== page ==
The search for redemption: Julia Kristeva and Slavoj Žižek on Marx, psychoanalysis and religion
Philosophy. Psychology. Religion
DOAJ:Philosophy and Religion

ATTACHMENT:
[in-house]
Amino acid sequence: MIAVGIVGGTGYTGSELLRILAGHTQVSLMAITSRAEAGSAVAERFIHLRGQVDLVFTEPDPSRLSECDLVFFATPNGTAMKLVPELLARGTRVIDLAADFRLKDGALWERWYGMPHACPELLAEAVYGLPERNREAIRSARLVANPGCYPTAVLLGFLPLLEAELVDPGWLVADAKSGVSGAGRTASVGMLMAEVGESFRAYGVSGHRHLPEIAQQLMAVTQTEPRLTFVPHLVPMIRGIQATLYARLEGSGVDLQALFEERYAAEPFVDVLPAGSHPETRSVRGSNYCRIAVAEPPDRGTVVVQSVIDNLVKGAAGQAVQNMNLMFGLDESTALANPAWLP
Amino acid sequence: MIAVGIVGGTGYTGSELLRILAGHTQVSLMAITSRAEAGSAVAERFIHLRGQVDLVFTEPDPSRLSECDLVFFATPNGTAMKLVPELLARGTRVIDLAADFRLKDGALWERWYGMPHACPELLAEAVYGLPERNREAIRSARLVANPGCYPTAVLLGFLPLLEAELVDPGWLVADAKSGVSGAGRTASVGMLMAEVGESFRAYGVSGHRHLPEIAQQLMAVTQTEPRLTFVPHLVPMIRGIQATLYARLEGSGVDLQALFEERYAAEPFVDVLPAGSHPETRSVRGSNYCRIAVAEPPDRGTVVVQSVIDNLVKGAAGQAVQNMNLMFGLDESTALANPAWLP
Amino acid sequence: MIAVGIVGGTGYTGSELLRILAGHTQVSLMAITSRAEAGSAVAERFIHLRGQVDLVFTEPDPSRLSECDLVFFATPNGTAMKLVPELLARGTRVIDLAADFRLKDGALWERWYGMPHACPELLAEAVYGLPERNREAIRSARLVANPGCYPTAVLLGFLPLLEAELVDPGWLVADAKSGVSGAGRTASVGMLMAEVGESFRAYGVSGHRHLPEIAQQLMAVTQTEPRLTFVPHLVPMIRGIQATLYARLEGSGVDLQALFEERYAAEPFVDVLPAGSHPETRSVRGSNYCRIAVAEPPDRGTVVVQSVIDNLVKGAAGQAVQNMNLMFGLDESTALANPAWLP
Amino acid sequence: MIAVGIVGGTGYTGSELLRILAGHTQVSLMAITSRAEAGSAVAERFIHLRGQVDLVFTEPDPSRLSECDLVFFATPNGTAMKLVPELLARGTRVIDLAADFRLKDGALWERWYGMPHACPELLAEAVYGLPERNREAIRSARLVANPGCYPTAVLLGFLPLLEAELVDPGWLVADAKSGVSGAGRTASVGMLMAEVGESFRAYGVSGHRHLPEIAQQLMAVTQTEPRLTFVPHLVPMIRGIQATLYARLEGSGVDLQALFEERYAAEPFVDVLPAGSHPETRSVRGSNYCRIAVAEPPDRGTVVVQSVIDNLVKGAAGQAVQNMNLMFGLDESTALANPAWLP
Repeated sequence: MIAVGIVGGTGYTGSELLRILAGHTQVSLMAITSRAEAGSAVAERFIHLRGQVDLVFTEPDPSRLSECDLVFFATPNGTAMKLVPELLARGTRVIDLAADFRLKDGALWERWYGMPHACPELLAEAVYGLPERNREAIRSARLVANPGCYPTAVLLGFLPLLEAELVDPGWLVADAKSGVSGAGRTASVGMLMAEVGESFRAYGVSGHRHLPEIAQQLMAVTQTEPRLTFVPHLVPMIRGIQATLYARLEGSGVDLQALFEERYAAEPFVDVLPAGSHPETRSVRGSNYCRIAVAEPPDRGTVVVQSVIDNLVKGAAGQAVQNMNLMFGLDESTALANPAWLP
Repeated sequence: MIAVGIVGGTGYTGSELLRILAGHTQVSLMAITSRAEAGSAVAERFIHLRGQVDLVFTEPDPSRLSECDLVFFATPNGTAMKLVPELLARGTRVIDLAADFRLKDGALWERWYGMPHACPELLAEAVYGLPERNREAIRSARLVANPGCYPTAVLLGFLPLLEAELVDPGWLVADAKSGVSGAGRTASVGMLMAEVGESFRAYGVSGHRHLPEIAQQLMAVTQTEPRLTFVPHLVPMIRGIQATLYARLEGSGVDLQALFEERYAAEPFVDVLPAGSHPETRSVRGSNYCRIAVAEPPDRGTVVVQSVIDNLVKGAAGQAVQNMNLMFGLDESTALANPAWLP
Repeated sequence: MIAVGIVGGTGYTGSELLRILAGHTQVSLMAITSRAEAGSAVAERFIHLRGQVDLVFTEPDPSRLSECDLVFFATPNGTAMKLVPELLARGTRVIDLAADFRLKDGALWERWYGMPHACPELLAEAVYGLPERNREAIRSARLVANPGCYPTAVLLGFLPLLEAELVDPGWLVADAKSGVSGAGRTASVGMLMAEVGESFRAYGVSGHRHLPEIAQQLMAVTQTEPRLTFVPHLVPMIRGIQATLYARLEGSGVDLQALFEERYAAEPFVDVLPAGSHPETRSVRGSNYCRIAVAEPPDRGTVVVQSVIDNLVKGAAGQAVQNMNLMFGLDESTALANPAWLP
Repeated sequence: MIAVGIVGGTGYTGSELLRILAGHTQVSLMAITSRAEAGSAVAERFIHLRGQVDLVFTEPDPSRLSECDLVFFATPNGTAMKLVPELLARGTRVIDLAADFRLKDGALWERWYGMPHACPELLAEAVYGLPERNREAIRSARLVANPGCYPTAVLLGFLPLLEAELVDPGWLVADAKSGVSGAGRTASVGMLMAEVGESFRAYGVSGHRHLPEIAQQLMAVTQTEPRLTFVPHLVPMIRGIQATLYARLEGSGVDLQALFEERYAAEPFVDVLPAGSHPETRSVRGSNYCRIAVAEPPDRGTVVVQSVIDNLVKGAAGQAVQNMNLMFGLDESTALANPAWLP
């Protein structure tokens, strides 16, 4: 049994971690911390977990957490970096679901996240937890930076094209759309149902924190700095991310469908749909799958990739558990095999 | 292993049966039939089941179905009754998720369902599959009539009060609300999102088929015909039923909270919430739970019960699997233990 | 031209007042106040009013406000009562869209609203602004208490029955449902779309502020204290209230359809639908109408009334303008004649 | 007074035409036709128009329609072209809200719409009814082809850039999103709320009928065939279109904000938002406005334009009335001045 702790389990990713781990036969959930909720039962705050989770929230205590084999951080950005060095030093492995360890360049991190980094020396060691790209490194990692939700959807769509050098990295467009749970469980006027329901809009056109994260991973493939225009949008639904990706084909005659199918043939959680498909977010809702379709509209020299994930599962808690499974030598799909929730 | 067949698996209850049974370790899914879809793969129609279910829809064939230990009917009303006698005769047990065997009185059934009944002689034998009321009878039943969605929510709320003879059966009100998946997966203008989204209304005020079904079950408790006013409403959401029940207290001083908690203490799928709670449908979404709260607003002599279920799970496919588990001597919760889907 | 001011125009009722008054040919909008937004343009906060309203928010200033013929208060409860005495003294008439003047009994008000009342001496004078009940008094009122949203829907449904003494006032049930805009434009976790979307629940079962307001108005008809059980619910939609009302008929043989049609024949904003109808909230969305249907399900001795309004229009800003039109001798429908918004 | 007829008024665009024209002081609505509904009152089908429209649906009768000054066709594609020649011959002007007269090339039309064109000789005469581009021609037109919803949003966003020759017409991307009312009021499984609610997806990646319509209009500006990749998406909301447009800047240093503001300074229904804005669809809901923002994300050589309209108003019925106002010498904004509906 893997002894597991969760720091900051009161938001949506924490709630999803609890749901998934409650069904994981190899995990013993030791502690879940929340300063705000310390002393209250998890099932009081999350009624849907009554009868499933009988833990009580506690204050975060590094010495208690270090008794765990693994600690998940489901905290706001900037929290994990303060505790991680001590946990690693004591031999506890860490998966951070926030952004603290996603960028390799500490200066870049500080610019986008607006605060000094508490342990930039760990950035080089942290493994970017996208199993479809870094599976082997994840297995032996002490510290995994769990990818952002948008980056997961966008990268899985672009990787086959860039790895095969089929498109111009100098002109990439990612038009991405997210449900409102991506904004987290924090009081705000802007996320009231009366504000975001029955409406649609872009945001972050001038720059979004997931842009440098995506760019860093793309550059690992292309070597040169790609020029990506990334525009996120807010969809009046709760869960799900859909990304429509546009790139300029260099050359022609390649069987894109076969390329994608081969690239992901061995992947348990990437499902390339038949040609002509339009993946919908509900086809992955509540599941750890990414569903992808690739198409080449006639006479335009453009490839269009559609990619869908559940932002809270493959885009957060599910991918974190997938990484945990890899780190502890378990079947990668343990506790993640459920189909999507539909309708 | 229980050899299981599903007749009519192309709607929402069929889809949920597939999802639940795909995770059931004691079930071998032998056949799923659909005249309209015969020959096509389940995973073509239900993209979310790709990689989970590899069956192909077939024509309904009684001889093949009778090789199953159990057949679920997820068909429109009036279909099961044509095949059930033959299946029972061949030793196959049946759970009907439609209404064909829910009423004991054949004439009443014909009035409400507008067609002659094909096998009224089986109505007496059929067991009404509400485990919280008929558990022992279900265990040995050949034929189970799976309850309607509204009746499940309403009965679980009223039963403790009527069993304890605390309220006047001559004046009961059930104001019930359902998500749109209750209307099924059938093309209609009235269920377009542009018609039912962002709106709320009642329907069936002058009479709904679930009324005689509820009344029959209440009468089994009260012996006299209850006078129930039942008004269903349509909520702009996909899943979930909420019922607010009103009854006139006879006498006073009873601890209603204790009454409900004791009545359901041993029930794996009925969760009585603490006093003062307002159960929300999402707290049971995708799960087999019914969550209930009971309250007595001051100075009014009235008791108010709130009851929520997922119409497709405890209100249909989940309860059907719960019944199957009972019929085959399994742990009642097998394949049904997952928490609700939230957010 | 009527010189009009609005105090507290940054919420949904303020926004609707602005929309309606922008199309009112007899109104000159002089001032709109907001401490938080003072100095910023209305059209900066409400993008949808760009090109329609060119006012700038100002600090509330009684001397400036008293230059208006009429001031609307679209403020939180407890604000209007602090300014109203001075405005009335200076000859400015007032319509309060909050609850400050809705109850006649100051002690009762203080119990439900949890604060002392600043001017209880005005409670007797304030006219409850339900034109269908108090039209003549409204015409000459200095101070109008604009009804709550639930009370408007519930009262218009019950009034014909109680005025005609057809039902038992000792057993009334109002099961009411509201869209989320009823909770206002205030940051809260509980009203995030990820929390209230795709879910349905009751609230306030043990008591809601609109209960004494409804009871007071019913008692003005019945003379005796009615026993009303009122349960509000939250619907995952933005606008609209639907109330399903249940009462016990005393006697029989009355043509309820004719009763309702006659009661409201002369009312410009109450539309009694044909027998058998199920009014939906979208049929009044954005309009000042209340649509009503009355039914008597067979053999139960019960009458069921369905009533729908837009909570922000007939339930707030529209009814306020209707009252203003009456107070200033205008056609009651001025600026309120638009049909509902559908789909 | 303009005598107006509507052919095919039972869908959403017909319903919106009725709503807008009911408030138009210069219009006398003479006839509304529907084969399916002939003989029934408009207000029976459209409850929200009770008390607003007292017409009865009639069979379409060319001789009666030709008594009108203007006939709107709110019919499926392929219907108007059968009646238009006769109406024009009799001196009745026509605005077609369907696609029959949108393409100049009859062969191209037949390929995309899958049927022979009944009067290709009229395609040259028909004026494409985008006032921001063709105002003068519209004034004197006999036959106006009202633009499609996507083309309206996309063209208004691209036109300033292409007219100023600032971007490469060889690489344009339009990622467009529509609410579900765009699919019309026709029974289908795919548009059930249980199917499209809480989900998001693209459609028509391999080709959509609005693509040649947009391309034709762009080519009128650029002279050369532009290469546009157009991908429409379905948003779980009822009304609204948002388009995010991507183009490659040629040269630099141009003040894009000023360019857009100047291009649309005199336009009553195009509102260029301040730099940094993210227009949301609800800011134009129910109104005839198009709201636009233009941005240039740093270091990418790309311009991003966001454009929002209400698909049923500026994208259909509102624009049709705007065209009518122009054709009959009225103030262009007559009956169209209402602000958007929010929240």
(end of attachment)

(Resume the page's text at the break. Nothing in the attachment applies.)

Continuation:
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AbstractSlavoj Žižek and Julia Kristeva have followed strikingly similar paths in their intellectual and political development, moving from Marxism through psychoanalysis to Christianity. This article traces the way they have distanced themselves from Marxism and taken up psychoanalysis, of either the Freudian or Lacanian variety. For Kristeva, psychoanalysis provides the therapeutic solution to individual and at times social problems, whereas for Žižek it is the best description of those problems without necessarily providing answers. However, through psychoanalysis, they have gone a step further and become enamoured with Christianity, especially Paul’s letters in the New Testament and the doctrine of love. Paul provides for Kristeva another and earlier version of psychoanalytic solutions, but he enables Žižek to find the social and political answers for which he seeks. By connecting these intellectual moves with their own departures from Eastern Europe, one from Yugoslavia (and then Slovenia) and the other from Bulgaria, I argue that their search for redemption, of both personal and social forms, betrays a residual socialism. In fact, their moves into psychoanalysis and Christianity may be read as compensations for a lost socialism, so much so that Žižek at least makes a belated recovery of Marx through Christianity and Kristeva can never quite excise Marx from her thought.